This plant was considered to be an effective remedy in the treatment of rheumatism[207]. A decoction of the leaves, or the leaves and roots, has been used as an eyewash for sore eyes[257]. A decoction of the plant has been used to treat the coughing up of blood[257]. A decoction of the root has been used to treat liver complaints[257].

References   More on Medicinal Uses

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Other Uses

Plants can be used as a ground cover when spaced about 30cm apart each way[208]. They are somewhat slow to settle down though, and only form a good cover when they are growing luxuriantly[208].

Special Uses

Ground cover

References   More on Other Uses

Cultivation details

Prefers a moist sandy woodland soil[111, 200] in a cool position with partial shade[1, 11, 200]. Requires a peaty or leafy acid soil that remains moist in the summer[200]. This is a very difficult plant to grow. It requires a mycorrhizal relationship in the soil and therefore needs to be grown initially in soil collected from around an established plant[200]. It is also very difficult from seed as well as being intolerant of root disturbance which makes division difficult[1]. This species is extremely rare and endangered in the wild[200].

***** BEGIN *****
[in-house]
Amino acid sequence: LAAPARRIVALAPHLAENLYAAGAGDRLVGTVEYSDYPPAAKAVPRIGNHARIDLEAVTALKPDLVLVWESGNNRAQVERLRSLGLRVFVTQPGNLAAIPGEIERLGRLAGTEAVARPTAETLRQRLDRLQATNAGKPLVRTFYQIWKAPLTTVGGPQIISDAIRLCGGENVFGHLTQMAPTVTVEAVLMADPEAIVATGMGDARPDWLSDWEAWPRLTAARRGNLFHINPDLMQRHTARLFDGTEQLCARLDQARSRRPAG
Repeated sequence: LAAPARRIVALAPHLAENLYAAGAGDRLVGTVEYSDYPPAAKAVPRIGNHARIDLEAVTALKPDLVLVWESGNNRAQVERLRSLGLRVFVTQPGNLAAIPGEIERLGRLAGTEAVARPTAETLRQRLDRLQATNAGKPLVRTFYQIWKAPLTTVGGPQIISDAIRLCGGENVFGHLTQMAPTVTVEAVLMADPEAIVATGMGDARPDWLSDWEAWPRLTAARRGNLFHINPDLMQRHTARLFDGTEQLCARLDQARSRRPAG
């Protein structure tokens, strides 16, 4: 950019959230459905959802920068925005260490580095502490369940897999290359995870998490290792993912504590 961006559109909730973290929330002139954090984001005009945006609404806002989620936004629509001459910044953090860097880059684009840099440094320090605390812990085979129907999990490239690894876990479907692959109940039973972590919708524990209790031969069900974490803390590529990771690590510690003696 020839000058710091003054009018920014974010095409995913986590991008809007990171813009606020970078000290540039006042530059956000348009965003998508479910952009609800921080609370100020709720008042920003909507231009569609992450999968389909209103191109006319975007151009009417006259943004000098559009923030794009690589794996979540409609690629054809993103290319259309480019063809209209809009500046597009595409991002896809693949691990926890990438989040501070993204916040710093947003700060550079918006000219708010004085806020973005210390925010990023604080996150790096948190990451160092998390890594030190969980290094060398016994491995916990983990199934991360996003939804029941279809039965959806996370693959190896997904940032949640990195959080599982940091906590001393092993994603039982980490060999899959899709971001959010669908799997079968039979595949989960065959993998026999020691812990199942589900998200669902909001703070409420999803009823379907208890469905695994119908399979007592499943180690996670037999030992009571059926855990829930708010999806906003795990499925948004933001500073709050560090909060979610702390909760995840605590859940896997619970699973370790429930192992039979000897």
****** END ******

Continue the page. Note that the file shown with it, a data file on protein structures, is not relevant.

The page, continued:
References   Carbon Farming Information and Carbon Sequestration Information

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Plant Propagation

Seed - the only information we have on this species is that it is difficult from seed and germinates infrequently[200]. We would suggest sowing the seed as soon as it is ripe if this is possible. Sow it into soil collected from around an established plant, only just covering the seed, and put the pot in a shady part of a cold frame. Pot up any young seedlings as soon as they are large enough to handle, once again using soil from around an established plant. Plant out into their permanent positions when the plants are large enough. You should not need to use soil from around an established plant to do this since the soil in the pot will contain the necessary micorrhiza. Division with great care in the spring[1, 111]. Pot up the divisions using some soil from around an established plant, grow on in a lightly shaded part of a greenhouse or frame and do not plant out until the plants are growing away vigorously[200].